Reader Question: What is the One Thing to Avoid?

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Heres’ the latest reader question, along with my reply!

Kasey asks: You’ve written several columns about questionable new car features but I’m wondering whether one stands out above the rest – and why. Your thoughts appreciated!

My reply: This one’s tough – like choosing between Hitler and Stalin! My first choice would be to avoid a new car, period. Not so much because they come with insufferably nannyish “assistance” systems or absurdly complex drivetrains (e.g., twin fuel injection systems, transmissions with three or even four too many gears – or no gears at all) but because of the financial wallop you’ll take by driving home in one.

Depreciation averages 25-30 percent of the purchase price over the first two years alone. Put in plain language, this is not much different than paying a sum equivalent to that in addition to what you paid at the time of purchase.

It is far wiser to let someone else pay that – by waiting to buy the car. Let a couple of years go by – and then shop for it. By this time, it will have depreciated by 25-30 percent (or more) and you will therefore pay that much less for it.

And more.

Because it will depreciate less from that point onward.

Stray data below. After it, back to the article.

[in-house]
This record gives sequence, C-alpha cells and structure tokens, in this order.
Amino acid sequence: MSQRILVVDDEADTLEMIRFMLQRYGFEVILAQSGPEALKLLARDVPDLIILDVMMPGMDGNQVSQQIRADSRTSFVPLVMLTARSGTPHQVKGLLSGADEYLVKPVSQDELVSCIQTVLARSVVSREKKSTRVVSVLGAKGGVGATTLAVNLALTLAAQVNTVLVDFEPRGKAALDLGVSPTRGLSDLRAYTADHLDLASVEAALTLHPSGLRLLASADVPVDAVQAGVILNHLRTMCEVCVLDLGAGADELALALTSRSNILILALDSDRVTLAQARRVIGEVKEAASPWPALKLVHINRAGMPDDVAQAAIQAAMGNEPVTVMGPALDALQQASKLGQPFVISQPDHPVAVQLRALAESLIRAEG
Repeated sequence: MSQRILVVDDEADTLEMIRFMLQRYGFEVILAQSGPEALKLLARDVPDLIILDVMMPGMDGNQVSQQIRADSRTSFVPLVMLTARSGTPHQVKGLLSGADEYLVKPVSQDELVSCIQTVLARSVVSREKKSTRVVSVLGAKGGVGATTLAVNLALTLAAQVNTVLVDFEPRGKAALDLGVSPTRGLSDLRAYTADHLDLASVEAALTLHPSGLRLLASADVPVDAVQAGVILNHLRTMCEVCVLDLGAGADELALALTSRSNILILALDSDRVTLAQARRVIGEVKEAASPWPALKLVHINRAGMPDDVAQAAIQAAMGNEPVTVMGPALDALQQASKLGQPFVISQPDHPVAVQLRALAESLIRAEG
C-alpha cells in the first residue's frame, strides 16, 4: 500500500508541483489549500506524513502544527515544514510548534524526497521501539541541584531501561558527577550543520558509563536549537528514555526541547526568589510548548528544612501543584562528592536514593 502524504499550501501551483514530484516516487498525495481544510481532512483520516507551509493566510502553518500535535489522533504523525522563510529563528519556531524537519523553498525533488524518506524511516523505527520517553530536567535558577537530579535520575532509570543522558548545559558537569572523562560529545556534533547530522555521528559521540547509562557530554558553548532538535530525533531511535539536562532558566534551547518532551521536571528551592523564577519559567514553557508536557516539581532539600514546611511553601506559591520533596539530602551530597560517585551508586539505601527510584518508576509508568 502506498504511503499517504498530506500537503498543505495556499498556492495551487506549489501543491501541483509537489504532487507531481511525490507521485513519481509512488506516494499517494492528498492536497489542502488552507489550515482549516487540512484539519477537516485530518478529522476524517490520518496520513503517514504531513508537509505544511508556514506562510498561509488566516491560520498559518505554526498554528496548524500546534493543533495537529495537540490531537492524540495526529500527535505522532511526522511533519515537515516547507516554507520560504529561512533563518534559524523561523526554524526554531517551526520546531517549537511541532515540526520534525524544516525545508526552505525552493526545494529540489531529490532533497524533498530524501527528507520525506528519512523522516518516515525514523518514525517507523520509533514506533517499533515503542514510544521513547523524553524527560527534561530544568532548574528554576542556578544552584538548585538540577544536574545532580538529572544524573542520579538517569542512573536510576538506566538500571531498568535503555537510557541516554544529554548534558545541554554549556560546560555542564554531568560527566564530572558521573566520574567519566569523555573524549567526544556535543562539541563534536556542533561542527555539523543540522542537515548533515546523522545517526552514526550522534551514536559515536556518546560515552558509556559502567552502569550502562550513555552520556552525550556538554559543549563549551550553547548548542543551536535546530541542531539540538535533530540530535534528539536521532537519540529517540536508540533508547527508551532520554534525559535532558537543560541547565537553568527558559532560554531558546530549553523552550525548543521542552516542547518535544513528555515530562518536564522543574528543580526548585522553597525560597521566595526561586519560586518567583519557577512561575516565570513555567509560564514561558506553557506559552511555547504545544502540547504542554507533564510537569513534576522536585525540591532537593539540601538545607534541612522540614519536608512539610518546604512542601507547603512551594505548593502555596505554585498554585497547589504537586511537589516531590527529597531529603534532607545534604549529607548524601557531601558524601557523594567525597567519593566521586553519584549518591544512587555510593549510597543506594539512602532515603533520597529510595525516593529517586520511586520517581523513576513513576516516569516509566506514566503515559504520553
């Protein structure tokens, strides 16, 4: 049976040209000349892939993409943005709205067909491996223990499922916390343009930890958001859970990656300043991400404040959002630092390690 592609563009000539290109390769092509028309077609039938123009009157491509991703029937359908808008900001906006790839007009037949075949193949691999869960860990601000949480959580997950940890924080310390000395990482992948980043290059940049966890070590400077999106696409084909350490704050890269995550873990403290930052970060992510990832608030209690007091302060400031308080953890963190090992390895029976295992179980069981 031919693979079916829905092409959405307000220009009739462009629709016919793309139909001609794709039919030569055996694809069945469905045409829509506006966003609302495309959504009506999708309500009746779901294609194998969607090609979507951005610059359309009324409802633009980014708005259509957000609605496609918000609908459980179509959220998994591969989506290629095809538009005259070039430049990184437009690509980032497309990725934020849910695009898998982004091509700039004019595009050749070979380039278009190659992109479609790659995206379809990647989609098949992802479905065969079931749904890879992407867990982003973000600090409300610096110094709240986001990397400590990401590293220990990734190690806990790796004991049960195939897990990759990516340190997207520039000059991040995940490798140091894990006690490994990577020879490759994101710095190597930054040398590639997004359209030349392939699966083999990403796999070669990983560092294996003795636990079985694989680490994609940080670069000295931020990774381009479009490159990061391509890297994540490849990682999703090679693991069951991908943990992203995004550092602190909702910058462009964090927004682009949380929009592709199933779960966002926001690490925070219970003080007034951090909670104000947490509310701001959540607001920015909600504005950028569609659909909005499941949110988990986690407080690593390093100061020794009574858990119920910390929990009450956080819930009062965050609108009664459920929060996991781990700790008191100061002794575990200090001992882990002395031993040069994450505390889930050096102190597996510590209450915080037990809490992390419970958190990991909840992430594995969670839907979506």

The car will continue to lose value, of course – but not at the same rate, which can be a huge savings. Instead of 25-30 percent every 24 months, maybe 5 percent every 12 – and that sum will also be less because it will be a percentage of the already depreciated value of the car at the time of (your) purchase.

Keep in mind that the durability and reliability of late model cars is at least twice that of what was typical a generation ago – but many people are still operating on the (faulty) premise that a two-or-three-year-old car (or even a five-or-six-year-old car) only has three or four years of reliable life left in it. This is a fiction the car companies want to maintain because it is in their interest to keep you fearful of used cars, in order to sell you new ones.

Assuming you exercise reasonable caution – as by having any car you’re considering inspected by someone qualified to do so, checking service records and so on – the odds of you ending up with a car any less reliable than a brand-new one are very slim.

But doing so will save you a fortune, literally.

. . .

Got a question about cars, Libertarian politics – or anything else? Click on the “ask Eric” link and send ’em in!

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  1. Very well written and explained column, as always, from you Eric. What would make it clearer to a ignorant or casual reader would be a concrete example. A 2017 Tahoe runs $24K, with 35K miles, compared to a new 2020 Tahoe, same model/features, that is $52K. Mentioning that extended warranties are available, maintenance plans, etc, depreciation is less, and your very valid points become crystal clear to the most ignorant. Keep up the great work.


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